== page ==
Bratton, John (1867-1947)

John Walter Bratton was an American Tin Pan Alley composer and theatrical producer who became popular during the era known as the Gay Nineties. Raised by his grandmother, Mary Bratton, in New Castle, Delaware, near Wilmington, John Walter Bratton (sometimes spelled Bratten) was the son of John F. and Emma Bratton, of whom little is known. He was educated at the Harkness Academy in Wilmington and later attended the Philadelphia College of Music before embarking on a career as a baritone singer.

"The Teddy Bears' Picnic" is a song written in 1907 with lyrics added by Irish songwriter Jimmy Kennedy in 1932. It remains popular as a children's song, having been recorded by numerous artists over the decades. Kennedy lived at Staplegrove Elm and is buried in Staplegrove Church, Taunton, Somerset, England. Local folklore has it that the small wooded area between the church and Staplegrove Scout Hut was the inspiration for his lyrics.

The first recording of the piece was by the Edison Symphony Orchestra, made at Edison Records' "New York Recording Department" studio, 79 Fifth Avenue, New York City, in November 1907 and was released as Edison two-minute cylinder 9777 in March 1908, as announced on page 3 of the January 1908 issue of The Edison Phonograph Monthly (vol. VI, no. 1). Arthur Pryor's Band made the work's first disc recording for the Victor Talking Machine Company in Camden, New Jersey, on 14 September 1908. Take 2 from that session was released in November 1908 as Victor single-faced disc 5594 and as side A of the company's first double-faced disc 16001, with the title on the label reading "The Teddy Bears' Picnic/Descriptive Novelty". An early UK recording was made by the Black Diamonds Band for Zonophone records in 1908.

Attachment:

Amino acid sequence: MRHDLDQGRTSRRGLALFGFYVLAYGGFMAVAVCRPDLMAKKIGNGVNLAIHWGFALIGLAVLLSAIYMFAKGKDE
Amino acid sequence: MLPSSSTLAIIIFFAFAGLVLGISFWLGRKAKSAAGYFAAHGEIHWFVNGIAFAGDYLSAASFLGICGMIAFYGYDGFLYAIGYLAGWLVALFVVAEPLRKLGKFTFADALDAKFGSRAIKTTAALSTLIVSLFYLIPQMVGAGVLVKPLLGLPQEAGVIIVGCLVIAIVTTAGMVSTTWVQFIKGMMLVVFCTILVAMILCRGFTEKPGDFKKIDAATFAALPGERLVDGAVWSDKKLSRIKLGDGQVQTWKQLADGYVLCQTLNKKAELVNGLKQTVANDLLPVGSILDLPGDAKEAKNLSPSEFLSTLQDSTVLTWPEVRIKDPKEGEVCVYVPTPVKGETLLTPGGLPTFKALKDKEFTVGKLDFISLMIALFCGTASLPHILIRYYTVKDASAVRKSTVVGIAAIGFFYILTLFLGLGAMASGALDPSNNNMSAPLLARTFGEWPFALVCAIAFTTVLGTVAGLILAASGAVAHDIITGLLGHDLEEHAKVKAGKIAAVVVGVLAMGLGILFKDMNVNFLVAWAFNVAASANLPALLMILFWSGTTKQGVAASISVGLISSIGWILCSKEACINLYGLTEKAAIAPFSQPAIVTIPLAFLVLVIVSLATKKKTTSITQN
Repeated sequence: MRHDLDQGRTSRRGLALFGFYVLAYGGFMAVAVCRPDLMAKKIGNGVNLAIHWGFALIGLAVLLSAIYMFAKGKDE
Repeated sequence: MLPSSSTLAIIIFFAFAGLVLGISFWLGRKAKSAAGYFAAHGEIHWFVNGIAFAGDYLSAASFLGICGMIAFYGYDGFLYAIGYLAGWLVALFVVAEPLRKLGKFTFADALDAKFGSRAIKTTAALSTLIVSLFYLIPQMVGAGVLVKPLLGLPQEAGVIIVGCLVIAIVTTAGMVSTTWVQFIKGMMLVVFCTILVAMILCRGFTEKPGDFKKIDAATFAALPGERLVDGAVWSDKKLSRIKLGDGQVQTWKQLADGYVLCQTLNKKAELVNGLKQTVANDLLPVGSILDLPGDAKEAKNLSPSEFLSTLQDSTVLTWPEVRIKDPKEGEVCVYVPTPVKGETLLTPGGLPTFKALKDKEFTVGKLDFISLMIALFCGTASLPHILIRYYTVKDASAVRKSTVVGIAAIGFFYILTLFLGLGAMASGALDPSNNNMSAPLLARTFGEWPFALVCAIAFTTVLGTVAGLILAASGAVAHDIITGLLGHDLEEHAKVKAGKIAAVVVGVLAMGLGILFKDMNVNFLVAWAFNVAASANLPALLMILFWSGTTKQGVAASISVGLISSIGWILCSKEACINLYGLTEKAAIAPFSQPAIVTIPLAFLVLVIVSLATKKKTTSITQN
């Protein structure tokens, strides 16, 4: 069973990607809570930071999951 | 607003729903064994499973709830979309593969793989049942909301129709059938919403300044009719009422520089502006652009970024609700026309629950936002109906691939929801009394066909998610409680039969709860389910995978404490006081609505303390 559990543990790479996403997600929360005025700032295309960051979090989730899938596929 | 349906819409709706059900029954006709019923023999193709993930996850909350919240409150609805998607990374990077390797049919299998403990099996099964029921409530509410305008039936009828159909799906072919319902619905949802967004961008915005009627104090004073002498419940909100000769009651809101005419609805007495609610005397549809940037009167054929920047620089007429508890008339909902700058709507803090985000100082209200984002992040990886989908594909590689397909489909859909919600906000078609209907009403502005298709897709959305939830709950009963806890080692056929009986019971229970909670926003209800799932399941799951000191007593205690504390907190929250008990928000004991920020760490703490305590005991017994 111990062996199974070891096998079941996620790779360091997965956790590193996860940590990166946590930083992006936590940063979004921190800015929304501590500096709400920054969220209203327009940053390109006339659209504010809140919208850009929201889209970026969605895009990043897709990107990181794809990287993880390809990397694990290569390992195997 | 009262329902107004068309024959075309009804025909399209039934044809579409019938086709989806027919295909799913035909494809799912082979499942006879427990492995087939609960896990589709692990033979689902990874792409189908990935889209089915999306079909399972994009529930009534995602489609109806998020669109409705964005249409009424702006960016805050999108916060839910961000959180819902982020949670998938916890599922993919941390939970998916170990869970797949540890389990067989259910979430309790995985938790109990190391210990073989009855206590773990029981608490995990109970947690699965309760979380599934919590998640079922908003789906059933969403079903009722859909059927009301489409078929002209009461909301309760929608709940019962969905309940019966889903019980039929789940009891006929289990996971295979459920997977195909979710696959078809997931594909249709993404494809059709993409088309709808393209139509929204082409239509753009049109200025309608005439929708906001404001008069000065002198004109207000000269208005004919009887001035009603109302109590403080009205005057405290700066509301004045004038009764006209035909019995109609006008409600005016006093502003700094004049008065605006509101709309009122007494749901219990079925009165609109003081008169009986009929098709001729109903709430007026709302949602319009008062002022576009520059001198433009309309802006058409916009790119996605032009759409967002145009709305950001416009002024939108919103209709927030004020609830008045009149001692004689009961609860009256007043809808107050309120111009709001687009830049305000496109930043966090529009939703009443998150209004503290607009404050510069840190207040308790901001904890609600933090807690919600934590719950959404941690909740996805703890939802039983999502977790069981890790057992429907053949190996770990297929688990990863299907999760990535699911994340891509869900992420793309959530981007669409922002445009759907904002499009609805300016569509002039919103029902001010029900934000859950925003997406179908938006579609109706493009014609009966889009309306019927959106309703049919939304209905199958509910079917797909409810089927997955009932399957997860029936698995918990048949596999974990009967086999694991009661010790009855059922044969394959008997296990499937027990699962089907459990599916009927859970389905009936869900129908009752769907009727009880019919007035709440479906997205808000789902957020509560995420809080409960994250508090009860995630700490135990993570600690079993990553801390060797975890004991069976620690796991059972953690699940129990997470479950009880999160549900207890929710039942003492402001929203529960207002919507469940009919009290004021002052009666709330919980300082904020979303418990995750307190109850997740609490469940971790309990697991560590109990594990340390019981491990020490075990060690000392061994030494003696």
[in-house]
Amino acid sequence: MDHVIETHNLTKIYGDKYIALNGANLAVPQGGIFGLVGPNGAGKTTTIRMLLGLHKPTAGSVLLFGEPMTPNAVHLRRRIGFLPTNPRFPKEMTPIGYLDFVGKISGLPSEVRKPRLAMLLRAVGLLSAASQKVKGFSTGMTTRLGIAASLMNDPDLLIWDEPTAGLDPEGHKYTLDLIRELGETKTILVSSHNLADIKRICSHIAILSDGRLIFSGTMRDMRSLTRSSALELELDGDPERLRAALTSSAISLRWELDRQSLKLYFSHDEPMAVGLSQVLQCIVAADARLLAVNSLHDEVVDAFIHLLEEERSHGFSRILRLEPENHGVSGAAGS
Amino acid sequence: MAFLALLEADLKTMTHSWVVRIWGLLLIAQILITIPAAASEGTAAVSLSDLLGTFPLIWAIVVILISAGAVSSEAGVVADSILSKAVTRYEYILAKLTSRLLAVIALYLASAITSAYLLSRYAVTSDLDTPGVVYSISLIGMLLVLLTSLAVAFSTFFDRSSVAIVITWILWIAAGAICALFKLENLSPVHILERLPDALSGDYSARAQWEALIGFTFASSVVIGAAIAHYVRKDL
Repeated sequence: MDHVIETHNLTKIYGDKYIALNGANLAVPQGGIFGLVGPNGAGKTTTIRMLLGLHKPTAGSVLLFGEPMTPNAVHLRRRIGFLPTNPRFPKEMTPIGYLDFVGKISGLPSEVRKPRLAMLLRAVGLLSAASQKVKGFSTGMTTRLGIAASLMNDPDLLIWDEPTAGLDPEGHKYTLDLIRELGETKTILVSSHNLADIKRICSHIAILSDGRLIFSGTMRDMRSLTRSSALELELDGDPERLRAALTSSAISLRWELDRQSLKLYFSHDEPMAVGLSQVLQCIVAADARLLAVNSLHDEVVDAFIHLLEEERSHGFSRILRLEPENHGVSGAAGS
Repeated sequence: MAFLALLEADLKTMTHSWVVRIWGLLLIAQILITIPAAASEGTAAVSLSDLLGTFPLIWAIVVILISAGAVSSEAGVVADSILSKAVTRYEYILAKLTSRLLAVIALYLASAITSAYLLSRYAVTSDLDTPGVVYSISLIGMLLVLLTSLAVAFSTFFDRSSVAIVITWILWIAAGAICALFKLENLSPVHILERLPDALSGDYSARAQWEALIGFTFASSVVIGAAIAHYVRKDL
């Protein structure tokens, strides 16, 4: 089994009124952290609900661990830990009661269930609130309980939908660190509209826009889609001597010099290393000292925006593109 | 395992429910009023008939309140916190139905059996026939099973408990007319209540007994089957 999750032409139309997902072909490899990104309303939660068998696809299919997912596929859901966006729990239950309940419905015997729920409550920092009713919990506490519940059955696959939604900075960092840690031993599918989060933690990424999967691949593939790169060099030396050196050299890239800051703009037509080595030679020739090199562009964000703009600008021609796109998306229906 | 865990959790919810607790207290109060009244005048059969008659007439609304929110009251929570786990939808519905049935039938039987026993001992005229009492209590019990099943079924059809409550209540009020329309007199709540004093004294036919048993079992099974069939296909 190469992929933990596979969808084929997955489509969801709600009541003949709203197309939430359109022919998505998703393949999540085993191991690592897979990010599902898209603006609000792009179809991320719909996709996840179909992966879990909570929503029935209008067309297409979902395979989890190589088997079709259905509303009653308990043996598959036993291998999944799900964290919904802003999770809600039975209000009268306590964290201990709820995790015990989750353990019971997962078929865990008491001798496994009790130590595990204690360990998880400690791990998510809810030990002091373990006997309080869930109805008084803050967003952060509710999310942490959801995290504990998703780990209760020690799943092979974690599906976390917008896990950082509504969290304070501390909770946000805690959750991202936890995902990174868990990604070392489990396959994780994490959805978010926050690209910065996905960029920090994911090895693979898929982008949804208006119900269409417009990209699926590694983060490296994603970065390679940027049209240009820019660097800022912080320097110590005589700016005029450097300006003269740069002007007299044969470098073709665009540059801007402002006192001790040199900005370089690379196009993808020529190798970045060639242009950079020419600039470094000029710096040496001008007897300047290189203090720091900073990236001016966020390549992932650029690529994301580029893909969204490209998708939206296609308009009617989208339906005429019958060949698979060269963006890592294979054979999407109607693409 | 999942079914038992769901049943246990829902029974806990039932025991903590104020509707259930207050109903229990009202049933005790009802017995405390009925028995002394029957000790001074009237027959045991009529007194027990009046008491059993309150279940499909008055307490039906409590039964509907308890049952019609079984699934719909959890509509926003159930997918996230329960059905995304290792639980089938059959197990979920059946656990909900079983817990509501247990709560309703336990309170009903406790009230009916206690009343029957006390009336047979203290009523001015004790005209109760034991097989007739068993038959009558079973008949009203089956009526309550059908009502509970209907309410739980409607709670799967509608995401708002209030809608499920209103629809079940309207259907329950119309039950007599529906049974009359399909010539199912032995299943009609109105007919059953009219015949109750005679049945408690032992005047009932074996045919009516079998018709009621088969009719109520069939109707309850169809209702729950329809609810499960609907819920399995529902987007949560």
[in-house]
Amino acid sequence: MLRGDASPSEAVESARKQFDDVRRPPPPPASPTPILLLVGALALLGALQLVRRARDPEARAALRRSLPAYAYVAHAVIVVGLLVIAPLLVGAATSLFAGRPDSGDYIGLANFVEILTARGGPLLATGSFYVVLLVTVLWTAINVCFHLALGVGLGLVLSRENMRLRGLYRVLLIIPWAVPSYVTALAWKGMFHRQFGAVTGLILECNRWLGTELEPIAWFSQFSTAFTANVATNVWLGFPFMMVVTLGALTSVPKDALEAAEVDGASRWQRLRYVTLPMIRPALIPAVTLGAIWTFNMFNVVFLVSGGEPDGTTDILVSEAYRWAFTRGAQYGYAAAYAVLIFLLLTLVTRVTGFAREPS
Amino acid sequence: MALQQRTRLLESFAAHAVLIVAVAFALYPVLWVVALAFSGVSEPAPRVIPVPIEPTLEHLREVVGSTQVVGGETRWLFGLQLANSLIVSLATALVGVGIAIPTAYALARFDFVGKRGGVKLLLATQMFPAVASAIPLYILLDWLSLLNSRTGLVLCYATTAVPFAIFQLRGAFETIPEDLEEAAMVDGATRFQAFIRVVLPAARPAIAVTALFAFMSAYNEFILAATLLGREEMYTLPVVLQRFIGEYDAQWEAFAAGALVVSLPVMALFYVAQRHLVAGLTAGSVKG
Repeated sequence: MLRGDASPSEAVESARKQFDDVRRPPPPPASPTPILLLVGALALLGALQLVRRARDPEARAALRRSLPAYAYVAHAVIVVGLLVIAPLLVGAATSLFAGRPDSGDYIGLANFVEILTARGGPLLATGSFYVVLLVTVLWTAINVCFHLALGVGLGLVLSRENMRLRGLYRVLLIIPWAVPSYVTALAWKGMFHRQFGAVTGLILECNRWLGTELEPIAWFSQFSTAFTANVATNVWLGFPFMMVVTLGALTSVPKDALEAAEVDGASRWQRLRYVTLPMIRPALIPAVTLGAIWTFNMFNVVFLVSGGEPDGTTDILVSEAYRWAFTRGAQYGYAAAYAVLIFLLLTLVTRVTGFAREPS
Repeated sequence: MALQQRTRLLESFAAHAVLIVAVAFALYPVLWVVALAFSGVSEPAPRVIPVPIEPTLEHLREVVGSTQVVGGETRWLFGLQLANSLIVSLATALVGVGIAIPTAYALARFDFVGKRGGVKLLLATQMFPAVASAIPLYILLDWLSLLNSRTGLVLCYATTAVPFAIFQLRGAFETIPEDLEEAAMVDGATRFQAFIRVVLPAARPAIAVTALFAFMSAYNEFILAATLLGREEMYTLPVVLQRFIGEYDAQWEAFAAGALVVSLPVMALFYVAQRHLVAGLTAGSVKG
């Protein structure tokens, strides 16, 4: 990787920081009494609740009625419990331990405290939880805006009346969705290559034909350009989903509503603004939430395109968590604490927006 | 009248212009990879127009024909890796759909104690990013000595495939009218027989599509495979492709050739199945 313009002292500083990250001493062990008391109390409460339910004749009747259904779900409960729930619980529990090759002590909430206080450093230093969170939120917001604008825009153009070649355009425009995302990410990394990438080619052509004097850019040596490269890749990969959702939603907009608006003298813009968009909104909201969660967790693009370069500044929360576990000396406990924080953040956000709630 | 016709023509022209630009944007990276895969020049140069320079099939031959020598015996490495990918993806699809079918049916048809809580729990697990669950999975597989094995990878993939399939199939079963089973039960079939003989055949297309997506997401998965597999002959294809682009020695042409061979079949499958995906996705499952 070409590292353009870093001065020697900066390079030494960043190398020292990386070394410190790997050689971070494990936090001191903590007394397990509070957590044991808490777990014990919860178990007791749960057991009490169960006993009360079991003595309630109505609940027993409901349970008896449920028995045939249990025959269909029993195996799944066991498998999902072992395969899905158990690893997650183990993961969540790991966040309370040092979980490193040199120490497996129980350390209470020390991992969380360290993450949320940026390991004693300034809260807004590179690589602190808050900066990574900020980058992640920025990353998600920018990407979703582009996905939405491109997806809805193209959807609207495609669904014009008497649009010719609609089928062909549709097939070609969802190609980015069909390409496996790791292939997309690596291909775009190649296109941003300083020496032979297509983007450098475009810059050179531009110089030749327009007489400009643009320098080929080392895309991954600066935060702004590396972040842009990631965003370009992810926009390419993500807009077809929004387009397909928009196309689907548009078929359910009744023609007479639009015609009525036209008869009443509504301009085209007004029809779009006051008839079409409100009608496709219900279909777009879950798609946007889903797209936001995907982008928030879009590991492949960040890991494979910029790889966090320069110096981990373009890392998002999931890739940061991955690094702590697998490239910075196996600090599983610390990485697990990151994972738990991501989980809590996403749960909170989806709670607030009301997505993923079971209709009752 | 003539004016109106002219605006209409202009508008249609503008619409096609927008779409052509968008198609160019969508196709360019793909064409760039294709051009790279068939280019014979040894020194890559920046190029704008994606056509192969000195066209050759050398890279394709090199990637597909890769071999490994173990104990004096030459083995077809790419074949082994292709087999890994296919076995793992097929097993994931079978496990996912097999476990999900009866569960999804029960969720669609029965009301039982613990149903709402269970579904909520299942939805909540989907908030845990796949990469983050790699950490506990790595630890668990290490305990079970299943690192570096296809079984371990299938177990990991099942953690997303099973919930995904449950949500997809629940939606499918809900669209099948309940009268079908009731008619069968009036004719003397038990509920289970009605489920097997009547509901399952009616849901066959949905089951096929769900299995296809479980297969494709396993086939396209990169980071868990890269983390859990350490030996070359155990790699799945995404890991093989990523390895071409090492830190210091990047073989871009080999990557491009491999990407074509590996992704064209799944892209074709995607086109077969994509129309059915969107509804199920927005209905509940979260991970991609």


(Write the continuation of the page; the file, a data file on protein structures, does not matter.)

The first vocal version was recorded in 1932 on BBC Radio by Henry Hall with his BBC Orchestra, with Val Rosing singing Kennedy's lyrics. The song has subsequently been recorded by numerous notable artists, including: Rosemary Clooney, Bing Crosby (recorded 22 June 1950), Frank DeVol, Michael Feinstein, Jerry Garcia, John Inman, Anne Murray, and Dave Van Ronk. Notable non-solo artists to record the song include the Nitty Gritty Dirt Band, Rosenshontz, and Trout Fishing in America.

The 1932 Henry Hall recording was of especially good quality with a large tonal range. It was used for more than 30 years by BBC audio engineers (up until the early 1960s) to test and calibrate the frequency response of audio equipment.

Teddy Bears' Picnic

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